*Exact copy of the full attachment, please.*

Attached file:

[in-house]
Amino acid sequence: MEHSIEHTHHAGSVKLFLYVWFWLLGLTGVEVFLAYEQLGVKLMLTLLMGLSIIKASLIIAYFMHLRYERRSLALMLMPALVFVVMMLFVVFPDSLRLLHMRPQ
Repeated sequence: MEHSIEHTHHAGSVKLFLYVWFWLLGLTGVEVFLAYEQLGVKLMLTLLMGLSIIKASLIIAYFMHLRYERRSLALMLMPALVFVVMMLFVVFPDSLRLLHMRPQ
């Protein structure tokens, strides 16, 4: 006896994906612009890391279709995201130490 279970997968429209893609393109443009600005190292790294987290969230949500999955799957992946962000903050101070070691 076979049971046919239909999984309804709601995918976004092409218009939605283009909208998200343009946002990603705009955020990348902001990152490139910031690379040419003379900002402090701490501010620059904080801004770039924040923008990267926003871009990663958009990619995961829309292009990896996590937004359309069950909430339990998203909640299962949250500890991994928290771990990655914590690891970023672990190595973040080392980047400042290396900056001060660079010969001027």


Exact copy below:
[in-house]
Amino acid sequence: MEHSIEHTHHAGSVKLFLYVWFWLLGLTGVEVFLAYEQLGVKLMLTLLMGLSIIKASLIIAYFMHLRYERRSLALMLMPALVFVVMMLFVVFPDSLRLLHMRPQ
Repeated sequence: MEHSIEHTHHAGSVKLFLYVWFWLLGLTGVEVFLAYEQLGVKLMLTLLMGLSIIKASLIIAYFMHLRYERRSLALMLMPALVFVVMMLFVVFPDSLRLLHMRPQ
């Protein structure tokens, strides 16, 4: 006896994906612009890391279709995201130490 279970997968429209893609393109443009600005190292790294987290969230949500999955799957992946962000903050101070070691 076979049971046919239909999984309804709601995918976004092409218009939605283009909208998200343009946002990603705009955020990348902001990152490139910031690379040419003379900002402090701490501010620059904080801004770039924040923008990267926003871009990663958009990619995961829309292009990896996590937004359309069950909430339990998203909640299962949250500890991994928290771990990655914590690891970023672990190595973040080392980047400042290396900056001060660079010969001027």